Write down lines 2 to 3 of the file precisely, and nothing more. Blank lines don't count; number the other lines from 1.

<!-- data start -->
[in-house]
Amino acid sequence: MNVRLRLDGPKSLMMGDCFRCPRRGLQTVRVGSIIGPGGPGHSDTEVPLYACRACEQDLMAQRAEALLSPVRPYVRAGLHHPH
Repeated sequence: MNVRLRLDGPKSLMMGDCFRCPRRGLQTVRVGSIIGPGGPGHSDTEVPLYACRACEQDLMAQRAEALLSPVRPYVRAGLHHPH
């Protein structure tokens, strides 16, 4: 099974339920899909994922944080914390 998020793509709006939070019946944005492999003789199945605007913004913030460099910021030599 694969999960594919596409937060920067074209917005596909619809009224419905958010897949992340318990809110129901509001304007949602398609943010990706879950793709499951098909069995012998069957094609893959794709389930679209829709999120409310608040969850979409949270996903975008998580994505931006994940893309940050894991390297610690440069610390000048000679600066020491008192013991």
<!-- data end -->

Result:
Amino acid sequence: MNVRLRLDGPKSLMMGDCFRCPRRGLQTVRVGSIIGPGGPGHSDTEVPLYACRACEQDLMAQRAEALLSPVRPYVRAGLHHPH
Repeated sequence: MNVRLRLDGPKSLMMGDCFRCPRRGLQTVRVGSIIGPGGPGHSDTEVPLYACRACEQDLMAQRAEALLSPVRPYVRAGLHHPH